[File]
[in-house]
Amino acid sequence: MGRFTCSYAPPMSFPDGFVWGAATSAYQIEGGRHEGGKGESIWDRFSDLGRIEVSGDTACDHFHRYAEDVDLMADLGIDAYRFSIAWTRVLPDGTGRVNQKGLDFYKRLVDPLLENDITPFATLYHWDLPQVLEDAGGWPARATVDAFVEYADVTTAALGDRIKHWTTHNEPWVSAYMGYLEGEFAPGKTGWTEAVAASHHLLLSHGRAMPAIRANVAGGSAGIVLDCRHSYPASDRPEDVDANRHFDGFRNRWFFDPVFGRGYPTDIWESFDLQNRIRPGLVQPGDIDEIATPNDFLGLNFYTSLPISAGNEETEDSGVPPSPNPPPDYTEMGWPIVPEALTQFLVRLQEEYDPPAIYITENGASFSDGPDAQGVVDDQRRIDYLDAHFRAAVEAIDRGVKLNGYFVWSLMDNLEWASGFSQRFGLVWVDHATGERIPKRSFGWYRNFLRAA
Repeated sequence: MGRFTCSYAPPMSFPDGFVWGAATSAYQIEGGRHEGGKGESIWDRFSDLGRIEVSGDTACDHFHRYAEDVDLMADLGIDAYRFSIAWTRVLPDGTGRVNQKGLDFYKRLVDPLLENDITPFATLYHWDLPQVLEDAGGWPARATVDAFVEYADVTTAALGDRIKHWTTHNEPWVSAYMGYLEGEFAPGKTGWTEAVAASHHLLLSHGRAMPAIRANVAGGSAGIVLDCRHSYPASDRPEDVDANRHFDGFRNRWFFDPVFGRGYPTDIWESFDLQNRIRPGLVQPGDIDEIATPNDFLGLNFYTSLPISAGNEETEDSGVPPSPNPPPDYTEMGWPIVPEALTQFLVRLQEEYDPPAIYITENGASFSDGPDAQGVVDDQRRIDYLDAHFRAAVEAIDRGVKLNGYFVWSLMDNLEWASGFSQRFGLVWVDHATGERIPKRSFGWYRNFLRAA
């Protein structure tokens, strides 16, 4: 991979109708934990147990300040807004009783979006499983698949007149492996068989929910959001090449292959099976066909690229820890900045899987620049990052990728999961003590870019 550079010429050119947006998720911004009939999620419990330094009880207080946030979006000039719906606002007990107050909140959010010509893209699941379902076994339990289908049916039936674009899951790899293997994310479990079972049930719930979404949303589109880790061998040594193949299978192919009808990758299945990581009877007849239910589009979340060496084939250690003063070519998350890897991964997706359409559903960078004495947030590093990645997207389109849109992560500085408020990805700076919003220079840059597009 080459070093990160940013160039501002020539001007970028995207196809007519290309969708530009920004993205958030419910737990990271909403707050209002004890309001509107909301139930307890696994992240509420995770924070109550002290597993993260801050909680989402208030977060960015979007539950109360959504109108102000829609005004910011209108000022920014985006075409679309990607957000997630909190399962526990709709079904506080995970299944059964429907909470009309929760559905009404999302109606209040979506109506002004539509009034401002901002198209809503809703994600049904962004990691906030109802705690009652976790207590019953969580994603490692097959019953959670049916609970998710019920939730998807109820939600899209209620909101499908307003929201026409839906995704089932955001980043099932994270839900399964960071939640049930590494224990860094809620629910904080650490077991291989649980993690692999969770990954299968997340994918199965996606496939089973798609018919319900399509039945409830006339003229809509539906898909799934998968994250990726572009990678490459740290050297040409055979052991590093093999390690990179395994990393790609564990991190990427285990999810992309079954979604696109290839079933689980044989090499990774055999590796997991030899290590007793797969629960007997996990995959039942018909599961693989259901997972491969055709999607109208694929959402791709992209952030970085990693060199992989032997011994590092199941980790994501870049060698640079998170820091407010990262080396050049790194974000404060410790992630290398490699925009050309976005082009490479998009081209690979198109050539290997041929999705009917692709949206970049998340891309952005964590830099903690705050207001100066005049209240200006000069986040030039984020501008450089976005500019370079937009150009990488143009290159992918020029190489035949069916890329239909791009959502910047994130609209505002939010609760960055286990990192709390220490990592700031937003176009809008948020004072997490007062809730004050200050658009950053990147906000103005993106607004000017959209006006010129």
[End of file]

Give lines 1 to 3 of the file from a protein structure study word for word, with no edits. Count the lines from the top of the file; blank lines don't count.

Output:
[in-house]
Amino acid sequence: MGRFTCSYAPPMSFPDGFVWGAATSAYQIEGGRHEGGKGESIWDRFSDLGRIEVSGDTACDHFHRYAEDVDLMADLGIDAYRFSIAWTRVLPDGTGRVNQKGLDFYKRLVDPLLENDITPFATLYHWDLPQVLEDAGGWPARATVDAFVEYADVTTAALGDRIKHWTTHNEPWVSAYMGYLEGEFAPGKTGWTEAVAASHHLLLSHGRAMPAIRANVAGGSAGIVLDCRHSYPASDRPEDVDANRHFDGFRNRWFFDPVFGRGYPTDIWESFDLQNRIRPGLVQPGDIDEIATPNDFLGLNFYTSLPISAGNEETEDSGVPPSPNPPPDYTEMGWPIVPEALTQFLVRLQEEYDPPAIYITENGASFSDGPDAQGVVDDQRRIDYLDAHFRAAVEAIDRGVKLNGYFVWSLMDNLEWASGFSQRFGLVWVDHATGERIPKRSFGWYRNFLRAA
Repeated sequence: MGRFTCSYAPPMSFPDGFVWGAATSAYQIEGGRHEGGKGESIWDRFSDLGRIEVSGDTACDHFHRYAEDVDLMADLGIDAYRFSIAWTRVLPDGTGRVNQKGLDFYKRLVDPLLENDITPFATLYHWDLPQVLEDAGGWPARATVDAFVEYADVTTAALGDRIKHWTTHNEPWVSAYMGYLEGEFAPGKTGWTEAVAASHHLLLSHGRAMPAIRANVAGGSAGIVLDCRHSYPASDRPEDVDANRHFDGFRNRWFFDPVFGRGYPTDIWESFDLQNRIRPGLVQPGDIDEIATPNDFLGLNFYTSLPISAGNEETEDSGVPPSPNPPPDYTEMGWPIVPEALTQFLVRLQEEYDPPAIYITENGASFSDGPDAQGVVDDQRRIDYLDAHFRAAVEAIDRGVKLNGYFVWSLMDNLEWASGFSQRFGLVWVDHATGERIPKRSFGWYRNFLRAA